When you're on the road and far from home, you need a place to stay. Your options are numerous — hostels, bed-and-breakfasts, campgrounds and more — but for many travelers, the choice comes down to two types of accommodations, hotels and motels. Each serves its purpose and has its price, and the one that is better for you depends on what you need, how much you can spend and how long you'll be there.
"Hotel," according to our etymology site, originated in the year 1765 and comes from a French word for an establishment that provides lodging, meals and other services.
"Motel" came along much later, in 1925. It blends the words "motor" and "hotel" and is meant to describe an establishment that provides some, but not necessarily all of the services associated with a hotel.
Motels, according to San Jose State University communications professor Andrew Wood, are an entirely American phenomenon: Motels originated as inns along the country's first major motorways, offering rest to weary explorers and families on vacation.
Hotels and motels differ in layout and construction. Hotels can contain hundreds of rooms and several floors; they generally have staircases, elevators and internal corridors that lead to the rooms. Motels commonly have a one- or two-floor layout and guests access their rooms directly from the parking lot.
Some hotels, especially those in the luxury-accommodations realm, exhibit specific styles of architecture and design, such as the Waldorf Astoria of New York. Motels typically have a more utilitarian construction.
Hotels and motels employ varying types of workers. Hotels, for example, might have receptionists, concierges that offer advice and directions to local sites of interest, and bellhops that bring luggage to guest rooms. They also might employ chefs, housekeepers, parking valets, doormen and elevator operators. A manager, or several, might be on duty to supervise employees and help resolve problems.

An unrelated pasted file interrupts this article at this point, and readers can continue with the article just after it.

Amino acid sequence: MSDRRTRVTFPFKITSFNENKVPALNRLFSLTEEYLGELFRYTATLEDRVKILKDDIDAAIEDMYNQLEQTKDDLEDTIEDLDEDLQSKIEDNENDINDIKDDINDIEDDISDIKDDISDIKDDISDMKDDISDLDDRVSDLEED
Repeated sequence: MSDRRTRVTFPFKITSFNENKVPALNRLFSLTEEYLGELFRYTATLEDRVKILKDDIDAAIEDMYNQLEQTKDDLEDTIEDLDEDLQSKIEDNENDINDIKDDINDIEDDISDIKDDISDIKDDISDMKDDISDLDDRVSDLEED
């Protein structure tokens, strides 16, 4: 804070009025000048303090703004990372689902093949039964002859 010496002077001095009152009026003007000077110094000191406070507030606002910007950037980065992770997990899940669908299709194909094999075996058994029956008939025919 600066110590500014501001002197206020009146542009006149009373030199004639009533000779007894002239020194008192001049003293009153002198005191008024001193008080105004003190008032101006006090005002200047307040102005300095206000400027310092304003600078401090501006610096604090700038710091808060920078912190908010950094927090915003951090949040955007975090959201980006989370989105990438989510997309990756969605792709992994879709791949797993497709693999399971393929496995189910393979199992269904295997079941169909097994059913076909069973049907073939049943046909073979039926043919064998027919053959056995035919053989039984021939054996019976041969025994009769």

Motels employ a comparatively small number of employees, typically receptionists and housekeepers. For very small motels, receptionists also might perform housekeeping and laundry duties.
In general, hotels offer a wider breadth of services. These might include room service, an on-site restaurant and cocktail lounge, laundry and on-site recreation and relaxation such as indoor swimming pools, exercise equipment and spa services, such as hot tubs and masseuse service. Some hotels double as resorts, offering their guests extensive entertainment options such as casinos and theaters. Motels traditionally offer fewer services, but some have swimming pools and a complimentary light breakfast.
Hotels and motels also differ in price and often in the duration of stay for guests. Hotel accommodations commonly cost more, though location is key; a four-star hotel in a small or mid-sized city might cost far less than a lesser motel in a more expensive area of the country, such as New York or Los Angeles.
As for duration, hotels are built for longer stays; many are located in cities with attractions in walking distance and some, called extended-stay hotels, are built for guests who intend to stay for weeks or months.
Motels, by design, offer shorter-term accommodations: Many are located in remote areas and provide travelers with a place to sleep for a night or two. An exception would be a long-term motel guest — someone, perhaps, who lost a home to fire or is new in a particular city. He might live there for several weeks or months while arranging for a more permanent home.